Hundreds of people have gathered at Crescent Head on Sunday, January 29, to protest against National Parks and Wildlife Service's (NPWS) proposed plans that could see dogs and horses banned from the local beaches.
The Goolawah National Park, Goolawah Regional Park and Limeburners Creek National Park plan of management has been a point of contention for some time, with many residents voicing their frustrations over the proposed changes.
The plan would see dogs and horses prohibited from certain beach access routes and dogs banned from previously off-leash dog walking areas.
Crescent Head Dog and Walkers Group (CHDaWG) president Jann Eason said the community is "incensed" about the draft plan of management.
Ms Eason has lodged multiple formal complaints to government officials and written to NSW Premier Dominic Perrottet about the issue.
Ms Eason said the topic will be on the minds of the Macleay Valley community heading into the NSW state election in March.
"If we want our parliamentary representatives to represent us, then we must send a clear message that this is not acceptable," she said.
The newly formed Macleay Recreational Horse Riders Alliance group led the protest with CHDaWG today.
Fifth generation horse rider and trainer Brad Scott started the group with fellow local Karen Donaldson when they heard about the plan of management late last year.
"We started this group because we knew nothing about what was happening with the plan," Mr Scott said.
"When it was brought to our attention, we pulled all of the horse riding community together to form the group as a way of getting our voices heard."
Ms Donaldson said NPWS' plan of management fails to recognise the long history of horse riding in the area.
Her comments relate to section 3.6 on page 44 of the plan of management, which states: "None of the parks covered by this plan have a significant history of recreational horse riding, although several park neighbours own horses, and some pony clubs operate in the wider region".
Ms Donaldson said it is important NPWS engages in further discussions with the community and "comes up with a plan that is beneficial for everyone involved".
"Our aim is to bring our long history of local horse riding to their attention so that they can understand how important it is for us to continue," she said.
"We want the opportunity to develop a good working relationship with them to support a common goal, which is to conserve everything but still have the parks be available for use.
"We don't do any damage to the beaches, we don't leave a trace and we are mindful of the conservation value because we love the parks and beaches as well."
Mr Scott said it's important that future generations are able to continue riding horses in the local area.
"My family's history of horse riding spans across five generations and it's really important for my kids to be able to have the same opportunities that I did," he said.
"It's not only important for our mental and physical health, it's also important for our horses to be able to be ridden in such a beautiful environment, the stress that this change could bring to them could have serious consequences."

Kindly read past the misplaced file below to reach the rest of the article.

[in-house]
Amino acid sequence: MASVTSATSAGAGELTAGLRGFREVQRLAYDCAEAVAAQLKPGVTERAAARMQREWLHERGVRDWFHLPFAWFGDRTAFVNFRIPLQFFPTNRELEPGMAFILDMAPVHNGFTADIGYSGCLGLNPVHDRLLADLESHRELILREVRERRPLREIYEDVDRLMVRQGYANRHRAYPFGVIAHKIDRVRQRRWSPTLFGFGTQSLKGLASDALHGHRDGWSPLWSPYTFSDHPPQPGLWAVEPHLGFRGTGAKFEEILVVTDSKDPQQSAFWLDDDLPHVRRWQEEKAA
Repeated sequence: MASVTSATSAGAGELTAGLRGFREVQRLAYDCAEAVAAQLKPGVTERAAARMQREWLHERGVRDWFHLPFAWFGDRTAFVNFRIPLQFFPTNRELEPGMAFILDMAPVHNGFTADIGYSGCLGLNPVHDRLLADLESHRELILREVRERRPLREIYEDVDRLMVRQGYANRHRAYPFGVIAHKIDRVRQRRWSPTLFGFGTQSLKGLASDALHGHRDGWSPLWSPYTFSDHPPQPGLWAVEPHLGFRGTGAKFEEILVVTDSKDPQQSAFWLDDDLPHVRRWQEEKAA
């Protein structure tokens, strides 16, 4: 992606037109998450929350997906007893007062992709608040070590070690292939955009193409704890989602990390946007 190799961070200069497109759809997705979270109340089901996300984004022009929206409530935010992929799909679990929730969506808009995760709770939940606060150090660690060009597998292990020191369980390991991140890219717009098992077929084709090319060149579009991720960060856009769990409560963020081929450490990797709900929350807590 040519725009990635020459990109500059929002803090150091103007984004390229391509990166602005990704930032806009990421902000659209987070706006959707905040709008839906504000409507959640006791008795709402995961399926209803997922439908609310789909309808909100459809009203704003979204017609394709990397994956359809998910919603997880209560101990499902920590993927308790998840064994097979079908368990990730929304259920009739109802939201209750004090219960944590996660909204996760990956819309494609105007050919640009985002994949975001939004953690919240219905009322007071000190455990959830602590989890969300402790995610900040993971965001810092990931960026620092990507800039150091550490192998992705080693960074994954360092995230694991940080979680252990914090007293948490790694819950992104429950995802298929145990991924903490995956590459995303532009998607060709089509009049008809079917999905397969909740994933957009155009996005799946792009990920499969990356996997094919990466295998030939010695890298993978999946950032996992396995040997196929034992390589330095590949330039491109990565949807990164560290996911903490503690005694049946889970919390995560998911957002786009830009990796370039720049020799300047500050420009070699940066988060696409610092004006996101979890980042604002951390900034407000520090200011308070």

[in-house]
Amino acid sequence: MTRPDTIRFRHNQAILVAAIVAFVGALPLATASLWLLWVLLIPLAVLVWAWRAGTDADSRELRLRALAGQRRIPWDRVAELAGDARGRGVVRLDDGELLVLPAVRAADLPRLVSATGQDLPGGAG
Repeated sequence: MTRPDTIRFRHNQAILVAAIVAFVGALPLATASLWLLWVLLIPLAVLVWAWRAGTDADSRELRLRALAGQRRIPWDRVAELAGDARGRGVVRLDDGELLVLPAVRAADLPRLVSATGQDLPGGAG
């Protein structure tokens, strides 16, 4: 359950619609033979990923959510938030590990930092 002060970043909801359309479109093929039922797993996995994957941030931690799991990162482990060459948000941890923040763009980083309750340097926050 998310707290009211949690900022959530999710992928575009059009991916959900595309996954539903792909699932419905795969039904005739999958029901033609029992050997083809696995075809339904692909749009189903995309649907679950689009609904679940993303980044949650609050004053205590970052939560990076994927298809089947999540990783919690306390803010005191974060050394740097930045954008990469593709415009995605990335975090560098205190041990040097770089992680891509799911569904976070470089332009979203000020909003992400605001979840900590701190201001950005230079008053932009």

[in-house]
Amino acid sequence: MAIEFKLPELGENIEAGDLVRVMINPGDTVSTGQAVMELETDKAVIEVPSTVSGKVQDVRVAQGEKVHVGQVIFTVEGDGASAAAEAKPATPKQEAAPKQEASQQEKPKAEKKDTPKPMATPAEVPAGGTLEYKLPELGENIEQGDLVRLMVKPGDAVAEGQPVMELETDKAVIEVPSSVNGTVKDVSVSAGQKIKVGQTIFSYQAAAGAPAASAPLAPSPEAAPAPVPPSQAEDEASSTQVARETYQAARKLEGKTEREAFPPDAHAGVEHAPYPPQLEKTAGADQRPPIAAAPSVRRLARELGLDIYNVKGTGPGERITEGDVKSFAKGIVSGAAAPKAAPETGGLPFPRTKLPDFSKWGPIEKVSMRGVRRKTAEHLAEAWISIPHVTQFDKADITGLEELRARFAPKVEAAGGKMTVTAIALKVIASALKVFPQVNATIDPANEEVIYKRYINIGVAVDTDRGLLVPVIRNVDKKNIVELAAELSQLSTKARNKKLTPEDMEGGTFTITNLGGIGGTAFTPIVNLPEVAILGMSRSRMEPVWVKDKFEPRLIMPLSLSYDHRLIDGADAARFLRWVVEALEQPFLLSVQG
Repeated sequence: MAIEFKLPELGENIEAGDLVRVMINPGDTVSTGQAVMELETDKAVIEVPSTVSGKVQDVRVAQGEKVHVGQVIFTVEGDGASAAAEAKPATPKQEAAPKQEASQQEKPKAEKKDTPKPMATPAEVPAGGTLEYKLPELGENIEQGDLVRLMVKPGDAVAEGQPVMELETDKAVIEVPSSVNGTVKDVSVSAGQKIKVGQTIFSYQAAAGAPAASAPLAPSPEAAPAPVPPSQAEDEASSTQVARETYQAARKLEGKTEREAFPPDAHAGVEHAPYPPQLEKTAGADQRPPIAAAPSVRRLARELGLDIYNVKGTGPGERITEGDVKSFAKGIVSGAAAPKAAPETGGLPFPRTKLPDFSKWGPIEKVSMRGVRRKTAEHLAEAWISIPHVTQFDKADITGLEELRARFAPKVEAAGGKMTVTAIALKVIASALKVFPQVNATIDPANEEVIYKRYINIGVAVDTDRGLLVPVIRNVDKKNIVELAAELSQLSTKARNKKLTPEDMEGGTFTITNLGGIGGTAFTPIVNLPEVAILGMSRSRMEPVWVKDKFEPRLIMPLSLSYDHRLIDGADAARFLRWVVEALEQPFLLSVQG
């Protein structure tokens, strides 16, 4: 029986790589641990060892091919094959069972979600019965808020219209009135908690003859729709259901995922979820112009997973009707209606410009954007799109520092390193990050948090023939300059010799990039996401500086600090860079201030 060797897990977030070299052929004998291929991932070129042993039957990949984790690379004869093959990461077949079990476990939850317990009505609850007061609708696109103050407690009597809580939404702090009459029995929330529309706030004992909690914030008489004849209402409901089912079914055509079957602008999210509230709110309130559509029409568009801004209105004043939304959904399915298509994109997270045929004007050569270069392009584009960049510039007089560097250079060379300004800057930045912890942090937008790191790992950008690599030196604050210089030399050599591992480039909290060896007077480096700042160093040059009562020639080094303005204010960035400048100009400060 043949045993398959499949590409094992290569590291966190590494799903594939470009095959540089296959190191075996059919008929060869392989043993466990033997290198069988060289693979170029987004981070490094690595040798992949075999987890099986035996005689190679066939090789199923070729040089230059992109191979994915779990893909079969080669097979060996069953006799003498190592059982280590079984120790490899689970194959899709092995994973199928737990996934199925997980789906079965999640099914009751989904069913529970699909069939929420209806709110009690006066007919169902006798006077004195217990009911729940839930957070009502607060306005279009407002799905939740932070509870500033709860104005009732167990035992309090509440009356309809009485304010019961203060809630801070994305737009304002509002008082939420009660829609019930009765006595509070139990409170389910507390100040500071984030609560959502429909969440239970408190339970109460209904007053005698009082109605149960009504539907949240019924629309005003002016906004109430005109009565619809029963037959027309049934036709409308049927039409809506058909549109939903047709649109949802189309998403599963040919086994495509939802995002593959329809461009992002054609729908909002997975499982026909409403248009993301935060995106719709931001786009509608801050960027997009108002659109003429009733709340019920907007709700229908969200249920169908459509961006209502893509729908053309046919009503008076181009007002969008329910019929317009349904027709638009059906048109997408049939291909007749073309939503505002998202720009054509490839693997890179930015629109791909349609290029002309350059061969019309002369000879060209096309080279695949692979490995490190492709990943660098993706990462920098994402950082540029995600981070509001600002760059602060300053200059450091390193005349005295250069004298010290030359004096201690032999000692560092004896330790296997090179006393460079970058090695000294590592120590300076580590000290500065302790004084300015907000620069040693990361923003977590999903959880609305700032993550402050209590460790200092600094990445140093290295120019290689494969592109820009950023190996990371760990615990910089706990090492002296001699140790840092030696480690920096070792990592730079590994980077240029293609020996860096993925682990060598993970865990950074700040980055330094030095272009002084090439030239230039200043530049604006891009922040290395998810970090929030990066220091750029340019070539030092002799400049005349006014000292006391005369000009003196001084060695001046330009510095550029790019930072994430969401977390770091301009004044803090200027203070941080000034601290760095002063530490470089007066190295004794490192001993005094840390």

Member for Oxley, Melinda Pavey, also spoke at the rally to offer her full support to the crowd along with Kempsey Shire mayor Leo Hauville and councillor Arthur Bain, speaking as an individual, not representative of Kempsey Shire Council.
"This is what happens when big government agencies don't listen to the community," Mrs Pavey said. "We just want some common sense to prevail and for them to let the access routes, as it's been for generations, continue.
"Then you have a better chance of ensuring the community supports National Parks locally."
A spokesperson for NPWS said the draft plan of management was "subject to an extensive consultation process during its preparation, and followed by three months of public exhibition, which received 149 submissions".
"The plan of management has not yet been finalised," the spokesperson said.
"Submissions received on the draft plan, and advice received from the North Coast Regional Advisory Committee and the National Parks and Wildlife Advisory Council will be carefully considered alongside information about the natural and cultural values of these areas, before a final plan for the parks is adopted.
"The NSW National Parks and Wildlife Service is continuing to work with Kempsey Shire Council to investigate the feasibility of alternative access arrangements to the existing dog-walking area at the northern end of Goolawah Beach."
Ms Eason said the community consultation sessions, which are now closed, have failed to address the community's concerns and has called it "unacceptable".
Ms Eason said she is also concerned that the restricted access to Goolawah Park could set a precedent for other local areas, citing the Arakoon National Park and Hat Head National Park plan of management as an example.
"Today is our last chance," she said. "We really don't have anywhere else to go after this.
"What we're concerned about is that... it doesn't matter how much evidence we give, [NPWS] will not listen.
"They are not community consultations, they are information sessions where [NPWS] tells us what they are going to do to us.
"When the Hat Head National Park [plan of management] comes up for review, we are going to face this problem all over again and it will be met with an even stronger resistance."
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